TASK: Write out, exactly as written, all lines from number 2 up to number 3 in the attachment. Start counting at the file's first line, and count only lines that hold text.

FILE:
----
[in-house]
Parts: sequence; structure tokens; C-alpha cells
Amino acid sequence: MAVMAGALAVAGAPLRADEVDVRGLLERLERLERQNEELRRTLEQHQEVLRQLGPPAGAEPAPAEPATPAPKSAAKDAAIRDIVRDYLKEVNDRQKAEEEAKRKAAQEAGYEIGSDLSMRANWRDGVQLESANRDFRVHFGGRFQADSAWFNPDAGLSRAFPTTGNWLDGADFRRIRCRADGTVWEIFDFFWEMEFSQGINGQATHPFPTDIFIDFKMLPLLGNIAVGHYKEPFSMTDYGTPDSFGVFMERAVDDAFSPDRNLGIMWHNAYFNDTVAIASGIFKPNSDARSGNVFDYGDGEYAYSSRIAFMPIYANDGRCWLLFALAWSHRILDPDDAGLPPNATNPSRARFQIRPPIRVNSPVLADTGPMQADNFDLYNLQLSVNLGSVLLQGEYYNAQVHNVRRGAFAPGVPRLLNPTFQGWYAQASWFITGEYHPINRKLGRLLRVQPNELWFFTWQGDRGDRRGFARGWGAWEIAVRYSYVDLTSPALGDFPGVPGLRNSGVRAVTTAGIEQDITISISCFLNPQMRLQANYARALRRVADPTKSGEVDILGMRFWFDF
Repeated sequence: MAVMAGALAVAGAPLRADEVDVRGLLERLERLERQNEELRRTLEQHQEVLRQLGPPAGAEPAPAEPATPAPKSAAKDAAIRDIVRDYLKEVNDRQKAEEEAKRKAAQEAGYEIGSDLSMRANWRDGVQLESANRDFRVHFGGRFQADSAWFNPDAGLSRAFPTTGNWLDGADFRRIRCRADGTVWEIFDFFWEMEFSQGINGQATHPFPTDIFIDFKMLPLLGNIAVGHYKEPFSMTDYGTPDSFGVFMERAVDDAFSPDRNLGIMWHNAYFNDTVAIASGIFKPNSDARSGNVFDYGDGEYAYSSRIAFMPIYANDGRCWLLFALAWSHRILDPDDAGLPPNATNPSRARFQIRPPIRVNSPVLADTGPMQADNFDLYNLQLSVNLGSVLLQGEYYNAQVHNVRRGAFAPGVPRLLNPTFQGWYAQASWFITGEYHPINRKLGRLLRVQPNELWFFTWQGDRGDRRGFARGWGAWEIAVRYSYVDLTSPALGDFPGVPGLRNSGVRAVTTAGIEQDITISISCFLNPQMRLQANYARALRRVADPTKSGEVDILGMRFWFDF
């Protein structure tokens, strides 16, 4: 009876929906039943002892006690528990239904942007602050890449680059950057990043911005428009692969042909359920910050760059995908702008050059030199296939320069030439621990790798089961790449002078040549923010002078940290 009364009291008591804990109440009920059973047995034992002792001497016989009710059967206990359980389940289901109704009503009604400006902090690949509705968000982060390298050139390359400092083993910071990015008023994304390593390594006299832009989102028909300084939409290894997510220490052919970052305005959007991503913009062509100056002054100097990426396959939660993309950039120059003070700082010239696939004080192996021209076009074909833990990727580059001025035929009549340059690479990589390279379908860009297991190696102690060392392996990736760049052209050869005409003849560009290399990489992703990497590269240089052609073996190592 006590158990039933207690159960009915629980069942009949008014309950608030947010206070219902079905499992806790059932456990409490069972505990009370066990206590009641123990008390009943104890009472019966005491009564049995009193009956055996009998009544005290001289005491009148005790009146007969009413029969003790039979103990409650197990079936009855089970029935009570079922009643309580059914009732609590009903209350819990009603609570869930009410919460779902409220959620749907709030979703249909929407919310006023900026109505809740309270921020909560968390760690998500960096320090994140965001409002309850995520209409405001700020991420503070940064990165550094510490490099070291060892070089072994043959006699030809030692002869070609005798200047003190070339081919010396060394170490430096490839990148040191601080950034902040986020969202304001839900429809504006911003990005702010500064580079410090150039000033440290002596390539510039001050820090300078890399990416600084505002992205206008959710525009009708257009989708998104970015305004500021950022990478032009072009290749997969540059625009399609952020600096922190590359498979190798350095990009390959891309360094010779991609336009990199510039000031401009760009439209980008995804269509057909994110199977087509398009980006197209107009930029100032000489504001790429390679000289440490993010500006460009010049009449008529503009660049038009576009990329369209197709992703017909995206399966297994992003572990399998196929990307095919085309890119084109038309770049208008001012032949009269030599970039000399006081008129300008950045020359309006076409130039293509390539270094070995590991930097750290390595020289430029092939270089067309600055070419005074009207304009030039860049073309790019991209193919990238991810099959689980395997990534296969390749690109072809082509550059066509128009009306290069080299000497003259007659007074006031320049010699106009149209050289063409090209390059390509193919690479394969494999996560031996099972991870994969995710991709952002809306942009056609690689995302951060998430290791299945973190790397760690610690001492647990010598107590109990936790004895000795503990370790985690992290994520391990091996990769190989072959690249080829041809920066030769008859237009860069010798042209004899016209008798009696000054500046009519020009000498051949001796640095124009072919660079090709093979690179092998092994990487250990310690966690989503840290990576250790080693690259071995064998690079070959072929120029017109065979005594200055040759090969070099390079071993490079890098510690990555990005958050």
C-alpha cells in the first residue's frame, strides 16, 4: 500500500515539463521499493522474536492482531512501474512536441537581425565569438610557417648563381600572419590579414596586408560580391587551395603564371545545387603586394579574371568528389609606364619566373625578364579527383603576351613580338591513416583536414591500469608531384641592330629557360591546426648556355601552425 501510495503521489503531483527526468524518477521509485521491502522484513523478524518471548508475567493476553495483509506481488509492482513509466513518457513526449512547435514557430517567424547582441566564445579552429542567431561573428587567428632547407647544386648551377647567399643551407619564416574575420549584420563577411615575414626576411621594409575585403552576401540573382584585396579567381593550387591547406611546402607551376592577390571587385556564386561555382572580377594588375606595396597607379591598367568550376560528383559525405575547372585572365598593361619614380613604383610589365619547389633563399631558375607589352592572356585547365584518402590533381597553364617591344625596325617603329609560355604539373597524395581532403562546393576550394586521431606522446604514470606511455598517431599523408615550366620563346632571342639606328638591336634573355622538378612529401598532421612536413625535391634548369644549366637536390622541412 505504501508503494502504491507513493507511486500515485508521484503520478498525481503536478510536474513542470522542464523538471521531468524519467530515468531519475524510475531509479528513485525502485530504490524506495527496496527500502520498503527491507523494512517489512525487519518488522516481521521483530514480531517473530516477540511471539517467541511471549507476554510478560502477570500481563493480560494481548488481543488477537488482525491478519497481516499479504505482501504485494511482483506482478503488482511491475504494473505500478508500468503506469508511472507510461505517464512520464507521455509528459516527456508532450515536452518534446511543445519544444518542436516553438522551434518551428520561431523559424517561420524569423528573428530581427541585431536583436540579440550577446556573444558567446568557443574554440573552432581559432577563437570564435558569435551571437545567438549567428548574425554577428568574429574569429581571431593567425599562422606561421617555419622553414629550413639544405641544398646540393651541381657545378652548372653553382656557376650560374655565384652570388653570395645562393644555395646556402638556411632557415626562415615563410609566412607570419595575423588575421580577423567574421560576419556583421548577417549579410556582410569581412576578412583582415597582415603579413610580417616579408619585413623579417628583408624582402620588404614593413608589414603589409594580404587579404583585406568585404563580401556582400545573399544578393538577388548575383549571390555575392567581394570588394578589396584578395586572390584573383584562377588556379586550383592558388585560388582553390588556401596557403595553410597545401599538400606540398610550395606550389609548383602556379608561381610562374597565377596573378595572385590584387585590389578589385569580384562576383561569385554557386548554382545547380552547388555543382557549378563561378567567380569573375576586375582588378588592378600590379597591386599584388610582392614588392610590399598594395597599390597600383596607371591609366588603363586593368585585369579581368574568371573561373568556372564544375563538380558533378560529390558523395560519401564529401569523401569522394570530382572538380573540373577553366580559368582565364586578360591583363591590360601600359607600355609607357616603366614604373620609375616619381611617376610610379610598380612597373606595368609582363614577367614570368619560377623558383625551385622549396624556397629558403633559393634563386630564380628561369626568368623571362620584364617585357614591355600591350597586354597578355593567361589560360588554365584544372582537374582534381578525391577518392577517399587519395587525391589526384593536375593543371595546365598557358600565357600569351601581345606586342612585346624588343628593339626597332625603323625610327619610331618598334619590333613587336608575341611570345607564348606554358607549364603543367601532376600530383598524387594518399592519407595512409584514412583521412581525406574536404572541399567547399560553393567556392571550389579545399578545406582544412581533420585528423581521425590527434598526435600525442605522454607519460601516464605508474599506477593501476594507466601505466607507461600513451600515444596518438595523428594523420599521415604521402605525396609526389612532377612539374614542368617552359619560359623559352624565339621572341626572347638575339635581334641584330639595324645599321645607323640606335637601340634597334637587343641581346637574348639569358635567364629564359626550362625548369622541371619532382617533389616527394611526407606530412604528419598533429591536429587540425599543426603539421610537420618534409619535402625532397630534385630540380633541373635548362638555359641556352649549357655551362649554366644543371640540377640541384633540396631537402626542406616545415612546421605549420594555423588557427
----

Parts: sequence; structure tokens; C-alpha cells
Amino acid sequence: MAVMAGALAVAGAPLRADEVDVRGLLERLERLERQNEELRRTLEQHQEVLRQLGPPAGAEPAPAEPATPAPKSAAKDAAIRDIVRDYLKEVNDRQKAEEEAKRKAAQEAGYEIGSDLSMRANWRDGVQLESANRDFRVHFGGRFQADSAWFNPDAGLSRAFPTTGNWLDGADFRRIRCRADGTVWEIFDFFWEMEFSQGINGQATHPFPTDIFIDFKMLPLLGNIAVGHYKEPFSMTDYGTPDSFGVFMERAVDDAFSPDRNLGIMWHNAYFNDTVAIASGIFKPNSDARSGNVFDYGDGEYAYSSRIAFMPIYANDGRCWLLFALAWSHRILDPDDAGLPPNATNPSRARFQIRPPIRVNSPVLADTGPMQADNFDLYNLQLSVNLGSVLLQGEYYNAQVHNVRRGAFAPGVPRLLNPTFQGWYAQASWFITGEYHPINRKLGRLLRVQPNELWFFTWQGDRGDRRGFARGWGAWEIAVRYSYVDLTSPALGDFPGVPGLRNSGVRAVTTAGIEQDITISISCFLNPQMRLQANYARALRRVADPTKSGEVDILGMRFWFDF